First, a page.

Energy storage: "The units need to become lighter"
Hermann Schweizer, CTO of Sonnen talks about challenges for energy storage systems development.
What are you focussing on when it comes to further developing energy storage batteries?Hermann Schweizer: Using the software to integrate the community, the SonnenFlat and our new City model into the hardware has been most important to us. The issues revolve around controlling and managing the battery pool, but were also about sensors as well as gathering data and processing it within the storage unit.
Energy density or parameters such as the number of cycles, are they no longer important?Of course, we continue to work on these, but such developments happen continuously. Our customers no longer focus so much on performance figures or the number of cycles as was the case just a few years ago. Today, people just assume, and rightly so, that storage units will last ten or more years.
Nevertheless, it would be quite advantageous if equipment became more compact...Sure. The compactness of the units remains an important goal for our developers. You can see what strides have been made in six years if you look at the hulks we put on the market in 2011. These days, sonnenBatteries are quite manageable. Now, eight generations on, our product has shrunk significantly compared to the initial unit, while also performing much better.
How important is the effort involved in the installation?The units need to become lighter and setting them up needs to keep getting easier. This is also true if you offer a number of services as we do. This is quite a challenge: Take our new City unit for people living in city flats. It has to be installed within the flat itself. Unlike in a house where the storage unit can be down in the basement next to the metre cabinet and where three-phase connections can almost be assumed. In a flat, there is much less scope for interfering with the existing power supply systems.
How are the units integrated?We try to gather all of the important operational data via the battery itself, i.e. integrate them into the system. When connected to the building, the battery is managed by a sensor at the main metre. For the city model, this can usually only happen in newly built buildings where the owner and developer decides to set up all flats in this way from the get-go. In existing housing, it is usually impossible to get to the metres. So we record the consumption using special transformers at the junction to each flat. That also needs to be very simple: both to install and to operate. Our sonnenFlat box is connected via Powerline, thus communicating the operational and consumption data back to our headquarters, double-encrypted and as part of a completely independent communication system.
Are there security challenges that go along with that?We have by-and-large adapted the protection profiles developed by the Federal Office for Information Security (BSI). Unfortunately, this process takes a long time to complete. And rolling out the smart metres is also bound up in such an issue. We are still not sure when we can start distributing the certified metres.
You are using round cells by Sony. Sony itself is up for sale. Will you continue with these cells or are you looking for alternatives?We are paying close attention to the battery market. We even have our own battery lab and specialists. After all, when looking at the alternative products that the market has to offer, and in order to really evaluate and assess them, we need to test them ourselves. This is about more than the technical parameters; it is about the quality of the storage cells. So far, Sony’s cell has been the best on the market, and is thus our cell of choice. Keep in mind: Sony have more than 25 years of experience in lithium cells. Generally speaking, the sonnenBatterie is not limited to a certain type of cell or a specific cell chemistry. This gives us the flexibility to always use the available technology that works best for us.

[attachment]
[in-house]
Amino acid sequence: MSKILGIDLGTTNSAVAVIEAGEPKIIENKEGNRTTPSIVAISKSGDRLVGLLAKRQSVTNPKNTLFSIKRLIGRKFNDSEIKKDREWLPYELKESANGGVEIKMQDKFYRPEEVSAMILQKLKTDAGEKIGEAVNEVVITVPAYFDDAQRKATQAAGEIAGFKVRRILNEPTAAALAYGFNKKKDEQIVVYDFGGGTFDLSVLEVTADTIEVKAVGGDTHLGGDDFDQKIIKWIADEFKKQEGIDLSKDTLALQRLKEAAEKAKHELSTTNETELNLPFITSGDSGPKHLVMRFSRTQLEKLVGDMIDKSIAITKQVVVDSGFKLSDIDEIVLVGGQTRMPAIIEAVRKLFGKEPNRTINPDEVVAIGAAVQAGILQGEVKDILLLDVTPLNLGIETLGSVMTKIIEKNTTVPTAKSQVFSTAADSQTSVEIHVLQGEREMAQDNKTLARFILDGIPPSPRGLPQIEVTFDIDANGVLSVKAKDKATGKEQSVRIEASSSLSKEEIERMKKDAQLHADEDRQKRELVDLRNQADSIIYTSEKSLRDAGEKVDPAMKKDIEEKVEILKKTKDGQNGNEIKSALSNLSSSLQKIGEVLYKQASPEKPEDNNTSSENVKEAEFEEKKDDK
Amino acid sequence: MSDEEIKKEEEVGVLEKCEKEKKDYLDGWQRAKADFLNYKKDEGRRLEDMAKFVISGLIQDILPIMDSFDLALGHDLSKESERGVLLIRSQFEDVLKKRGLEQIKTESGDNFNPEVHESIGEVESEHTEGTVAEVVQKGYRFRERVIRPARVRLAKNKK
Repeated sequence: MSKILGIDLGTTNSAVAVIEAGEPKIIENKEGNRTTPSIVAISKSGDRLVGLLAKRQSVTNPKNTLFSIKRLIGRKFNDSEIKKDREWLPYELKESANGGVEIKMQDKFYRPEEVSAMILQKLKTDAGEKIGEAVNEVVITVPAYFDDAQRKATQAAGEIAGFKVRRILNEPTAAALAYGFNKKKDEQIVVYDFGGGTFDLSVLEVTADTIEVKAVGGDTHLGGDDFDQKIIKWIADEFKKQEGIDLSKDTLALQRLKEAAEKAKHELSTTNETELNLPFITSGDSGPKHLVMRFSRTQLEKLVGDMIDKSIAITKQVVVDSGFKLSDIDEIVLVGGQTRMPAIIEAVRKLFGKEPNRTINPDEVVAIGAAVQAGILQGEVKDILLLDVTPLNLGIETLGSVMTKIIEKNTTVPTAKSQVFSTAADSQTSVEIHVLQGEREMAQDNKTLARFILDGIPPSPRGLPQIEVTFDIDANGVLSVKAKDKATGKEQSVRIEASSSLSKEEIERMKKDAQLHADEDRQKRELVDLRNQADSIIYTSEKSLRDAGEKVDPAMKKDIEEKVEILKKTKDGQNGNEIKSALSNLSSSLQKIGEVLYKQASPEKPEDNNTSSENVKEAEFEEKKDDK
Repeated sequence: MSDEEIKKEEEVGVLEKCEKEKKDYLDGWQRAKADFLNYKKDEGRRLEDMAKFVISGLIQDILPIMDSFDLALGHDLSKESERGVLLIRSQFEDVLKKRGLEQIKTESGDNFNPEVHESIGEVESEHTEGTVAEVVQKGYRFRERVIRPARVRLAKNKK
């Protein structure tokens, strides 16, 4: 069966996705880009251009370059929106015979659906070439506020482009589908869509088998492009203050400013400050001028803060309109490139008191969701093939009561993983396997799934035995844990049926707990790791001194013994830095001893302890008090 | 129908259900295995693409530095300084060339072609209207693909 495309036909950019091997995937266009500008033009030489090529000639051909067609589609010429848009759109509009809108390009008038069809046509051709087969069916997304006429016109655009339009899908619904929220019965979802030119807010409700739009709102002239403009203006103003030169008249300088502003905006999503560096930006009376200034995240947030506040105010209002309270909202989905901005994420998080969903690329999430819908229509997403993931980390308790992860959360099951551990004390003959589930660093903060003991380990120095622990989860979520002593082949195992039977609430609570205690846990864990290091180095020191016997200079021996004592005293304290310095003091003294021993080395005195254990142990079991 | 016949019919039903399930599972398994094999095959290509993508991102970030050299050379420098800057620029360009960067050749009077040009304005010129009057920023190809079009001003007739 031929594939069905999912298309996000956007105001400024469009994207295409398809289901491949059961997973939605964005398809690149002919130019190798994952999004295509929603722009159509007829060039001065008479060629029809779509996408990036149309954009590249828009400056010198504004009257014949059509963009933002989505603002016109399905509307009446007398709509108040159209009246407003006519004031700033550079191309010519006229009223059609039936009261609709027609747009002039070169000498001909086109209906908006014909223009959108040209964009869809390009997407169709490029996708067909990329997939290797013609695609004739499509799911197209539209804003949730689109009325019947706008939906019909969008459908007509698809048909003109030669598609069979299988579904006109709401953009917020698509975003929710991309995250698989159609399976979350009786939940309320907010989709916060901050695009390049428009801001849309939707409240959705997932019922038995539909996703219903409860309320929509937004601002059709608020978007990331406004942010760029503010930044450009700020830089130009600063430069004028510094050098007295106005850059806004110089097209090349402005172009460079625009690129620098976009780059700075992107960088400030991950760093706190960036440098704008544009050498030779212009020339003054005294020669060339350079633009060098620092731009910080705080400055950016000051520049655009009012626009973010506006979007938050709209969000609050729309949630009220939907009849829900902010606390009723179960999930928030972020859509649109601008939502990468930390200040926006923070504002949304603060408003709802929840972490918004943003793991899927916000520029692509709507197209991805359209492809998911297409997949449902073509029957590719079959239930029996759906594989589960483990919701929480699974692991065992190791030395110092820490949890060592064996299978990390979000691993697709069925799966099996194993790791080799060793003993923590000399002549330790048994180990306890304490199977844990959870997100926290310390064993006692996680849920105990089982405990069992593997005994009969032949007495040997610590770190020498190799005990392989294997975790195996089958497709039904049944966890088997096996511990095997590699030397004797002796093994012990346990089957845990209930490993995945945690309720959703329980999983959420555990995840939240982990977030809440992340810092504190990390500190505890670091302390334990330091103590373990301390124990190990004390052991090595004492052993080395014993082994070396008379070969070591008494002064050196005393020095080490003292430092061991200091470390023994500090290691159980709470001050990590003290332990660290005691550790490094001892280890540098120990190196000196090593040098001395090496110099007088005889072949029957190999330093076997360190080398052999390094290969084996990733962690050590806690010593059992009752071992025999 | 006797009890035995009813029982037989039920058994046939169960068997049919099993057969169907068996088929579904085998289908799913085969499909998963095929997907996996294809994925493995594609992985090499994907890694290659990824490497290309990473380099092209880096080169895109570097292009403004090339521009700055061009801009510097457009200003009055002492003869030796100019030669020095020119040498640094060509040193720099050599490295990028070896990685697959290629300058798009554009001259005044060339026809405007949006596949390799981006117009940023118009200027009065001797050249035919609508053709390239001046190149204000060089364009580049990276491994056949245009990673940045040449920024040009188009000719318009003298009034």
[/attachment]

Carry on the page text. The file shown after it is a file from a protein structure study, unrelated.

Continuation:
Your batteries run on 48 volts DC. Are you at all involved in high-voltage systems?Yes, that is true, there is a general trend towards higher voltages. As part of the optimisation of our over all systems, we will also look at voltage. But we will certainly not go beyond 400 volts.
Why not?Granted, higher voltages allow lower currents. And lower currents make it possible to reduce the costs of wiring and semi-conductors in the power electronics. But on the other hand, the costs on the battery side, such as balancing the cells or for components that need to be able to tolerate greater voltages, go up. What is needed here is a good compromise.
What it comes down to is price. Even your sector has seen some heavy competition. What future developments do you foresee?Last year we saw price reductions, and that trend will continue in 2017. I think we will experience a very moderate lowering of prices over the year. We expect that because of our integrated services, will not have to worry so much about falling prices. Simply building the cheapest batteries that can store and give off electricity is not our goal. That is why we invest a lot of money into developing the software and into the platform for our integrated services. These things give our customers a clear and economic additional benefit.
The interview was conducted by Heiko Schwarzburger.